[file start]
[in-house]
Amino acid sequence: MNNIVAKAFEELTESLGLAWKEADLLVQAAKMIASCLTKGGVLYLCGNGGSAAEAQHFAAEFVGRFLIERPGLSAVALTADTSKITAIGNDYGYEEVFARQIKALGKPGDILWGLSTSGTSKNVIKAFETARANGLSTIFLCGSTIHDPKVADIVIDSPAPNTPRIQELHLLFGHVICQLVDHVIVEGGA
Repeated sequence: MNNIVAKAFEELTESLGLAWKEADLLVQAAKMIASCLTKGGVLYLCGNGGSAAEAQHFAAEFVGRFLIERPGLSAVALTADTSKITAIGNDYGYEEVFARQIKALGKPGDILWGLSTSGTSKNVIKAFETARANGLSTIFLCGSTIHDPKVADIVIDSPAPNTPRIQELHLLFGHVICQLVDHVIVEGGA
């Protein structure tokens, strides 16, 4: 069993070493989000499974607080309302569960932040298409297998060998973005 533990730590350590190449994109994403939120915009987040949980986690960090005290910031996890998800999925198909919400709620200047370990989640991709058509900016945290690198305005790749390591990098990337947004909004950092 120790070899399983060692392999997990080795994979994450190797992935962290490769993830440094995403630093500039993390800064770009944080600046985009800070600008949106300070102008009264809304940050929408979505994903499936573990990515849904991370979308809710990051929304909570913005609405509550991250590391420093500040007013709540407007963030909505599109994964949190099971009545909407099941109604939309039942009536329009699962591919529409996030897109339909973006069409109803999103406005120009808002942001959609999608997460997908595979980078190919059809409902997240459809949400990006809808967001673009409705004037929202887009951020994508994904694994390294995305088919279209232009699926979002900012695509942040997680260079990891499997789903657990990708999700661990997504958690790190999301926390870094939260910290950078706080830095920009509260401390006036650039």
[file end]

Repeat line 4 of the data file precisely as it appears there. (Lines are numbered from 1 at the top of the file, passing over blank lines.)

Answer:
């Protein structure tokens, strides 16, 4: 069993070493989000499974607080309302569960932040298409297998060998973005 533990730590350590190449994109994403939120915009987040949980986690960090005290910031996890998800999925198909919400709620200047370990989640991709058509900016945290690198305005790749390591990098990337947004909004950092 120790070899399983060692392999997990080795994979994450190797992935962290490769993830440094995403630093500039993390800064770009944080600046985009800070600008949106300070102008009264809304940050929408979505994903499936573990990515849904991370979308809710990051929304909570913005609405509550991250590391420093500040007013709540407007963030909505599109994964949190099971009545909407099941109604939309039942009536329009699962591919529409996030897109339909973006069409109803999103406005120009808002942001959609999608997460997908595979980078190919059809409902997240459809949400990006809808967001673009409705004037929202887009951020994508994904694994390294995305088919279209232009699926979002900012695509942040997680260079990891499997789903657990990708999700661990997504958690790190999301926390870094939260910290950078706080830095920009509260401390006036650039």